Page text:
Introduction to Arduino

- 5 mins

Arduino is an amazing platform that connect software to real world. It’s a prototype platform easy enough for beginners to start yet flexible enough for advance users. In this blog post you will learn how to prototype a blinking LED using Arduino. Here’s the items you need to for this prototype

One of the easiest ways to acquire above component is to buy an Arduino Starter Kit.

Simulate First

Before you do anything with hardware components you can simulate everything using software first. I find this is ideal for a beginner to get started. You will be able to iterate faster than using real hardware. Ones you are satisfied you can start implementing it on hardware. For this purpose I’m going to use Tinkercad by Autodesk. It’s free and very easy to use. Go to Tinkercad and create an account. Then go to left panel and click “Circuits”. Then click “Create new Circuit” Button. Now we are going to add a breadboard to canvas.

Breadboard

Purpose the breadboard is get rid of soldering step when prototyping. Click “+ Components” Button. Search for “breadboard” in Search box. Drag and drop “Small Breadboard” to canvas.

Breadboard Diagram

Notice the horizontal green lines. They are interconnected underneath. + and - lines are there to provide power to circuit. Vertical green lines are also connected underneath and so on. Purpose is to make connection between components. Next step is to add Arduino board.

Arduino 101

Go ahead and search for “Arduino Uno R3”. Drag and drop the board to canvas. You can see that there are 14 digital pins. PWM (Pulse Width Modulation) pins can be used to send digital signal on defined intervals. On the bottom right is analog inputs. Those pins can be used to get inputs from sensors. Power pins are used to power the Arduino. If the Arduino is connected to USB no need to worry about power pins.

Arduino UNO R3

Now click on the “Code Editor” button. You will see a text editor in bottom of the screen. Notice following C code.

// Pin 13 has an LED connected on most Arduino boards.
// give it a name:
int led = 13;

// the setup routine runs once when you press reset:
void setup() {
  // initialize the digital pin as an output.
  pinMode(led, OUTPUT);
}

// the loop routine runs over and over again forever:
void loop() {
  digitalWrite(led, HIGH);   // turn the LED on (HIGH is the voltage level)
  delay(1000);               // wait for a second
  digitalWrite(led, LOW);    // turn the LED off by making the voltage LOW
  delay(1000);               // wait for a second
}

The function setup() will run only at startup, then loop() function will run forever. This is the basic structure of Arduino code. Go ahead and click “Upload & Run” button. Notice the blinking LED in the Arduino board.

We are using pintMode(led, OUTPUT) function to initialize the digital pin 13. Pin 13 is a special kind of pin, that it’s also connected to LED inside the Arduino board. In the loop function we set the voltage to high and adds a one second delay. Then we set the voltage to low and wait for another second. Feel free to experiment with delay values to change the blink interval. Next we are going to add a LED directly to breadboard.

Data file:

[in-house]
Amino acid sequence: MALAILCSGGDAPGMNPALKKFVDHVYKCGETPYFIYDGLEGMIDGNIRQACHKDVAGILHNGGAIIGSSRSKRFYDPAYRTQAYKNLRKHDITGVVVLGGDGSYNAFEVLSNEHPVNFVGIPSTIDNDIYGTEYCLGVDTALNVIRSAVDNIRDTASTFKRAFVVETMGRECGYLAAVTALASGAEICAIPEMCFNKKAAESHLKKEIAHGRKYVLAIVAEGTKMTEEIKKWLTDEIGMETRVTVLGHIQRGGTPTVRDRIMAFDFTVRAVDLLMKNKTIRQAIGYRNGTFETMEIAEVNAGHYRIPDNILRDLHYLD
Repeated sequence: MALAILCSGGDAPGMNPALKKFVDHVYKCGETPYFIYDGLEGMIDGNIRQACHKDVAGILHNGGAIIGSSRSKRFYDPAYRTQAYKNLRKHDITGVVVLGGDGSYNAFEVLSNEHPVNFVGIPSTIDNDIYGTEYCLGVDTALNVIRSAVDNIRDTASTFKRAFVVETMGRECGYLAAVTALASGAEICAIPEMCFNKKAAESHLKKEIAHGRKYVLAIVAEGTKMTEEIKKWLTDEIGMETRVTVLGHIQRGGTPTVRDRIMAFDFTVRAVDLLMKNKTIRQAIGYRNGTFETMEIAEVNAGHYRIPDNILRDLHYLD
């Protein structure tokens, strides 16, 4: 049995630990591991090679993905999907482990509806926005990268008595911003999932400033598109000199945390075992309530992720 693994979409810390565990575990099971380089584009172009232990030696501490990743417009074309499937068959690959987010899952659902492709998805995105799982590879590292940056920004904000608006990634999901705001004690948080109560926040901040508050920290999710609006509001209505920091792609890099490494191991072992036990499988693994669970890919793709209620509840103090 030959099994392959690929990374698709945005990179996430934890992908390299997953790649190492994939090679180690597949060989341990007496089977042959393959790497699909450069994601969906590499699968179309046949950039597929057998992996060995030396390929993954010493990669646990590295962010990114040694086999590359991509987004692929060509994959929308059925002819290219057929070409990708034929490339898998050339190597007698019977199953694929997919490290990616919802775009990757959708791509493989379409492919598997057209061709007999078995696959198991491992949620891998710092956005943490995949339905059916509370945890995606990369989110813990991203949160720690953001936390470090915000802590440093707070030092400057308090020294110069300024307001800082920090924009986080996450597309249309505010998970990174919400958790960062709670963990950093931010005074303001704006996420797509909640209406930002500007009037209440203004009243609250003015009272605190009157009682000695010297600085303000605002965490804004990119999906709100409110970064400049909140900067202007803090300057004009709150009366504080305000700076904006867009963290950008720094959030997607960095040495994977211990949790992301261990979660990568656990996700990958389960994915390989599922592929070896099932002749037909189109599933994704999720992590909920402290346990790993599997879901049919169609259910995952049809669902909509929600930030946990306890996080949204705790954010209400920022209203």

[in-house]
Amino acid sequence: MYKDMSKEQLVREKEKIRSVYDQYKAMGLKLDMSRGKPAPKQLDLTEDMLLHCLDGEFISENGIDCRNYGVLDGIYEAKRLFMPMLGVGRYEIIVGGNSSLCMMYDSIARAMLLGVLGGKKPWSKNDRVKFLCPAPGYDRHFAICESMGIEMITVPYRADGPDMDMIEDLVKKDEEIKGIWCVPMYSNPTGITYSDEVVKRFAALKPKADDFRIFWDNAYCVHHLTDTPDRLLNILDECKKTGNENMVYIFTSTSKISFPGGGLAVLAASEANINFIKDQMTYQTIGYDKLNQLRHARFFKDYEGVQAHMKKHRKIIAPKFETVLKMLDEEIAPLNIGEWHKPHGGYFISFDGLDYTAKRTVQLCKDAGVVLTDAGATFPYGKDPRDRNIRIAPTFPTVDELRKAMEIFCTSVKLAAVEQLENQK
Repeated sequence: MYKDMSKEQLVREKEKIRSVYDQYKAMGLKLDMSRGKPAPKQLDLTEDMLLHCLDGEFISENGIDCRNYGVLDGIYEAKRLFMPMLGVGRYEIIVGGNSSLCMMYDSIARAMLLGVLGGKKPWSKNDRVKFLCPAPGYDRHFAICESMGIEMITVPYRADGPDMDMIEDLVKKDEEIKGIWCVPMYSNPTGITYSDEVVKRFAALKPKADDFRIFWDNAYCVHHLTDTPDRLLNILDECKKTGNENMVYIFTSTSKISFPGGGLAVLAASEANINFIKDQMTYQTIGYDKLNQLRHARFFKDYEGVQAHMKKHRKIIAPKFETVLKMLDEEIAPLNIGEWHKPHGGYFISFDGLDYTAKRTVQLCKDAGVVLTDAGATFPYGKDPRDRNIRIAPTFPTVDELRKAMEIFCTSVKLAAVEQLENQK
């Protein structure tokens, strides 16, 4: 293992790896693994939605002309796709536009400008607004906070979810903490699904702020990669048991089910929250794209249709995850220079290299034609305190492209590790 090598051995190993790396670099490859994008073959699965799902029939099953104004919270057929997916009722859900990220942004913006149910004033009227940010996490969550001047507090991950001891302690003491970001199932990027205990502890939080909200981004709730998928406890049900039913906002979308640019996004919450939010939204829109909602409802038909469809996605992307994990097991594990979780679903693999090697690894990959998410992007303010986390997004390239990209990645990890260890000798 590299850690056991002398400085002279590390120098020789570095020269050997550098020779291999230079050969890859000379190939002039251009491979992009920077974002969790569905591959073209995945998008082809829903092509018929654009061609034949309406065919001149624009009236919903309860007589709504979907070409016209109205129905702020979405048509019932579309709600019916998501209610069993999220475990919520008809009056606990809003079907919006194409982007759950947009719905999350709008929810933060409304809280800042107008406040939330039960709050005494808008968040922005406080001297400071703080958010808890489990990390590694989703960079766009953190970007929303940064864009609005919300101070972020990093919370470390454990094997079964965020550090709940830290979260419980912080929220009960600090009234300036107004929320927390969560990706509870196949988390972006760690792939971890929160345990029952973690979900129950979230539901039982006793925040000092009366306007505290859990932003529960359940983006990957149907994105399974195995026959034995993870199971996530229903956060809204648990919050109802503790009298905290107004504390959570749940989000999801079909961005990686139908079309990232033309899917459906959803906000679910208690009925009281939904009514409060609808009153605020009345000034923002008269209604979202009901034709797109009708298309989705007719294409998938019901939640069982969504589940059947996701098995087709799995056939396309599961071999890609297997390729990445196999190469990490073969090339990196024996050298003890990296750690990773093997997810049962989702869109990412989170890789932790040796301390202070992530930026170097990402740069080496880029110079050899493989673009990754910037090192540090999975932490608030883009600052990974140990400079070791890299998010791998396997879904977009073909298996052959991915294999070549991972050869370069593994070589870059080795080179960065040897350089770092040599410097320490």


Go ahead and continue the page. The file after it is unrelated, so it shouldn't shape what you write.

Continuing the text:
Search for LED and Resistor and drag and drop to canvas. Build the circuit like following diagram. You may need to rotate resister using rotate button in tool bar. Now click on resister and change the value to 220 Ω. Click “Code Editor” and change int led = 13; to int led = 2;. Now click “Start Simulation”. The LED will start blinking.

Arduino UNO R3

Cool!. Now we are ready to for real hardware.

Configure SDK

Go to Arduino website and download the SDK. For Mac OS you may also need to install CH340 driver and restart the mac.

Connect it to one of USB ports in computer. Open the SDK and go to “Tools” and select relevant details in the screen shot below. The board I’m using is “Arduino Nano v3.0 ATmega168P” so I’ve selected board as “Arduino Nano” and processor as “ATmega168”. Your selection will differ depending on the model. Next select the serial port. One trick is disconnect the Arduino and check which port is gone. That’s the port you want to select.

SDK

Then click the “Upload” button. If it’s uploaded without errors then Arduino is properly connected. If you are getting an error it may be a driver issue or incorrect information you have provided for SDK.

Setup the circuit

Insert the Arduino into breadboard like below if it’s a “Nano” board. If the board is “Uno” use it like we did in the simulation. Configure the breadboard like below. Push the Arduino into breadboard and add led and resister. Connect jumper wires correctly. Refer to simulation and try to make the connection between both circuits.

Final

Then add following code to editor and upload.

int led = 2;

void setup() {
  pinMode(led, OUTPUT);
}

void loop() {
  digitalWrite(led, HIGH);
  delay(1000);            
  digitalWrite(led, LOW); 
  delay(1000);            
}

You will be able to see a led blinking every second. Code is saved inside the chip so the next time you connect into power or USB the light will blink. That’s it!. Feel free to experiment first on the simulator and once you came up with a good design implement it on Arduino.

comments powered by Disqus
rss facebook twitter github youtube mail spotify lastfm instagram linkedin google google-plus pinterest medium vimeo stackoverflow reddit quora quora